Create a new file with the iOS\cocos2d v2.x\CCNode class template. Make it a subclass of CCLayer and save the class as CSEColorRamp.

Open HelloWorldLayer.m and import CSEColorRamp.h at the top of the file as follows:

#import "CSEColorRamp.h"

Then replace the existing code for HelloWorldLayer’s init method with the following:

-(id) init {
	if( (self=[super init])) {
		// 1 - create and initialize a Label
		CCLabelTTF *label = [CCLabelTTF labelWithString:@"Hello World" fontName:@"Marker Felt" fontSize:64];
		// 2 - ask director the the window size
		CGSize size = [[CCDirector sharedDirector] winSize];
		// 3 - position the label on the center of the screen
		label.position =  ccp( size.width /2 , size.height/2 );
		// 4 - add the label as a child to this Layer
		[self addChild: label];
		// 5 - Default font size will be 28 points.
		[CCMenuItemFont setFontSize:28];
		// 6 - color ramp Menu Item using blocks
		CCMenuItem *itemColorRamp = [CCMenuItemFont itemWithString:@"Color Ramp" block:^(id sender) {
			CCScene *scene = [CCScene node];
			[scene addChild: [CSEColorRamp node]];
			[[CCDirector sharedDirector] pushScene:scene];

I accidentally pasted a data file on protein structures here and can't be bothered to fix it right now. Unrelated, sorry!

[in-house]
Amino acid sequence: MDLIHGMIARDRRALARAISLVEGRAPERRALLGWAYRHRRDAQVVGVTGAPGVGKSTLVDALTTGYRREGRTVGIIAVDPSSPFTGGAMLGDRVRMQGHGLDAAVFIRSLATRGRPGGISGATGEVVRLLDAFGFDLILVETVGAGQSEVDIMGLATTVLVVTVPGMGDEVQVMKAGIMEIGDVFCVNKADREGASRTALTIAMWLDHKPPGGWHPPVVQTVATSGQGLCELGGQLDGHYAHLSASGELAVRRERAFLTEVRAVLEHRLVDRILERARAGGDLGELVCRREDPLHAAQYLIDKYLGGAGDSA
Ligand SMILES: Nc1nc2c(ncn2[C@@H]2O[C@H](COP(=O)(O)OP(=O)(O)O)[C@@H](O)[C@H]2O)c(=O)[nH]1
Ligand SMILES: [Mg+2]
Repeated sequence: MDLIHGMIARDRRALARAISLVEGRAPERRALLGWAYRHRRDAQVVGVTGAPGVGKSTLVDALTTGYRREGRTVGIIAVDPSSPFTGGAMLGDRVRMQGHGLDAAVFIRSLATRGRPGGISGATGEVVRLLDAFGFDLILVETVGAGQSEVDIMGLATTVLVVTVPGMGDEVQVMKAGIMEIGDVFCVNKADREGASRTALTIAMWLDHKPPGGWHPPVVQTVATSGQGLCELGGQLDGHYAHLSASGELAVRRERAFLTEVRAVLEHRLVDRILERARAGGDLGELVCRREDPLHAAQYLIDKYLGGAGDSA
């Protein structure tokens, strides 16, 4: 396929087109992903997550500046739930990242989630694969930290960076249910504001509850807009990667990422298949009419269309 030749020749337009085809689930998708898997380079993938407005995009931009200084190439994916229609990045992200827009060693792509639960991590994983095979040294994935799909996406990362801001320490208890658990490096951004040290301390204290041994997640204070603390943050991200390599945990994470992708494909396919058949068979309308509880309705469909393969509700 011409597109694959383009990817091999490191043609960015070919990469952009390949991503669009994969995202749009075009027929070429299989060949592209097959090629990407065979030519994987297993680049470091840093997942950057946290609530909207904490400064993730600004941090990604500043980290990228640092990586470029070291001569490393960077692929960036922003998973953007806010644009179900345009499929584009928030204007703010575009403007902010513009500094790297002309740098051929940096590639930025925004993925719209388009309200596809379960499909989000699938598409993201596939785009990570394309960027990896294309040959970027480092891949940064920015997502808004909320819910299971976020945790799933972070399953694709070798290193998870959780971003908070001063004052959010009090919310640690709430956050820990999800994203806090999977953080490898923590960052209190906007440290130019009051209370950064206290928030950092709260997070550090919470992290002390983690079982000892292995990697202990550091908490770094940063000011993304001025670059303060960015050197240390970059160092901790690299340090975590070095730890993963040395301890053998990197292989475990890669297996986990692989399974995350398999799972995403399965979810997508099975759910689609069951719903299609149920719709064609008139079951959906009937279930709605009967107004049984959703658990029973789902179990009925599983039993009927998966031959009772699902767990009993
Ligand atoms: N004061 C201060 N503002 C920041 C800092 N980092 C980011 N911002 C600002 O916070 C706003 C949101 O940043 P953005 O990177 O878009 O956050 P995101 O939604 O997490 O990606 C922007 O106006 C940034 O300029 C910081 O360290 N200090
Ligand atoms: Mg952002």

// 7 - Create menu
		CCMenu *menu = [CCMenu menuWithItems:itemColorRamp, nil];
		// 8 - Configure menu
		[menu alignItemsHorizontallyWithPadding:20];
		[menu setPosition:ccp( size.width/2, size.height/2 - 50)];
		// 9 - Add the menu to the layer
		[self addChild:menu];
	return self;

If you compare the previous code to the new code, you’ll notice that the biggest change is that we’ve removed the existing menu items for Achievements and Leaderboards and have added a new item for “Color Ramp”. Very straightforward :]

Compile and run the app, and you should see this:

Tapping Color Ramp just brings you to a black screen. Let’s make it more interesting!

Open CSEColorRamp.m (the implementation, not the header!) and replace the existing @implementation CSEColorRamp line (only that line) with the following:

@implementation CSEColorRamp {
    CCSprite *sprite;  //1
    int colorRampUniformLocation;  //2
    CCTexture2D *colorRampTexture; //3

We just added some private instance variables which do the following:

  1. You need a sprite that whose color you’ll soon be changing.
  2. To send data to a uniform variable in a shader, we need to keep track of the uniform’s location, so we create a variable for that here.
  3. Your ramp texture.

Next, initialize your variables by adding the following code just below the code you previously added:

- (id)init